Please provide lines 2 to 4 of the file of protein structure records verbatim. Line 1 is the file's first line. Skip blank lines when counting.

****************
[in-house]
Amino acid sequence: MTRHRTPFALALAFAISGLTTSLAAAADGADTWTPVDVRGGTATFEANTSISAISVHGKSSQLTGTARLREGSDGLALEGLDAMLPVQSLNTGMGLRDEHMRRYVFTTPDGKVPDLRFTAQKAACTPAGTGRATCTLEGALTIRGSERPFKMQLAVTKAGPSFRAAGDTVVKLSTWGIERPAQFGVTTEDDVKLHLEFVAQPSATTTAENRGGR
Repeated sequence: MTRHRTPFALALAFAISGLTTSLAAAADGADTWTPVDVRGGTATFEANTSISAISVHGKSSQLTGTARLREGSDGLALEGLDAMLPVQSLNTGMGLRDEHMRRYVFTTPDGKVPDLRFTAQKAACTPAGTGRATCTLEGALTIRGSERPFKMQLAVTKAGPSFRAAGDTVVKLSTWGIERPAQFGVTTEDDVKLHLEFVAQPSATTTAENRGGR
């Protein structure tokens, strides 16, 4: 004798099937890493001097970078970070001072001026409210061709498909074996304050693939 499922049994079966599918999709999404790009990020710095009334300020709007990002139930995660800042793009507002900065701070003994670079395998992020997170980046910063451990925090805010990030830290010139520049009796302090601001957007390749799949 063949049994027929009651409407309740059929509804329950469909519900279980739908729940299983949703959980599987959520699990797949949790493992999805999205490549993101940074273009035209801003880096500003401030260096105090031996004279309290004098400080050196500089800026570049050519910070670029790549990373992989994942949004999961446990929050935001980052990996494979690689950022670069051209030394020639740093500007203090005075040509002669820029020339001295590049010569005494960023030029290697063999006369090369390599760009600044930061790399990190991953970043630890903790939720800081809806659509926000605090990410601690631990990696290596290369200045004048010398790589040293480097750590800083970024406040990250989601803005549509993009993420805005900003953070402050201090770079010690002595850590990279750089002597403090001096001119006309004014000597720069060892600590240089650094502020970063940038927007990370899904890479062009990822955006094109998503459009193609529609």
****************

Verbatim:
Amino acid sequence: MTRHRTPFALALAFAISGLTTSLAAAADGADTWTPVDVRGGTATFEANTSISAISVHGKSSQLTGTARLREGSDGLALEGLDAMLPVQSLNTGMGLRDEHMRRYVFTTPDGKVPDLRFTAQKAACTPAGTGRATCTLEGALTIRGSERPFKMQLAVTKAGPSFRAAGDTVVKLSTWGIERPAQFGVTTEDDVKLHLEFVAQPSATTTAENRGGR
Repeated sequence: MTRHRTPFALALAFAISGLTTSLAAAADGADTWTPVDVRGGTATFEANTSISAISVHGKSSQLTGTARLREGSDGLALEGLDAMLPVQSLNTGMGLRDEHMRRYVFTTPDGKVPDLRFTAQKAACTPAGTGRATCTLEGALTIRGSERPFKMQLAVTKAGPSFRAAGDTVVKLSTWGIERPAQFGVTTEDDVKLHLEFVAQPSATTTAENRGGR
């Protein structure tokens, strides 16, 4: 004798099937890493001097970078970070001072001026409210061709498909074996304050693939 499922049994079966599918999709999404790009990020710095009334300020709007990002139930995660800042793009507002900065701070003994670079395998992020997170980046910063451990925090805010990030830290010139520049009796302090601001957007390749799949 063949049994027929009651409407309740059929509804329950469909519900279980739908729940299983949703959980599987959520699990797949949790493992999805999205490549993101940074273009035209801003880096500003401030260096105090031996004279309290004098400080050196500089800026570049050519910070670029790549990373992989994942949004999961446990929050935001980052990996494979690689950022670069051209030394020639740093500007203090005075040509002669820029020339001295590049010569005494960023030029290697063999006369090369390599760009600044930061790399990190991953970043630890903790939720800081809806659509926000605090990410601690631990990696290596290369200045004048010398790589040293480097750590800083970024406040990250989601803005549509993009993420805005900003953070402050201090770079010690002595850590990279750089002597403090001096001119006309004014000597720069060892600590240089650094502020970063940038927007990370899904890479062009990822955006094109998503459009193609529609």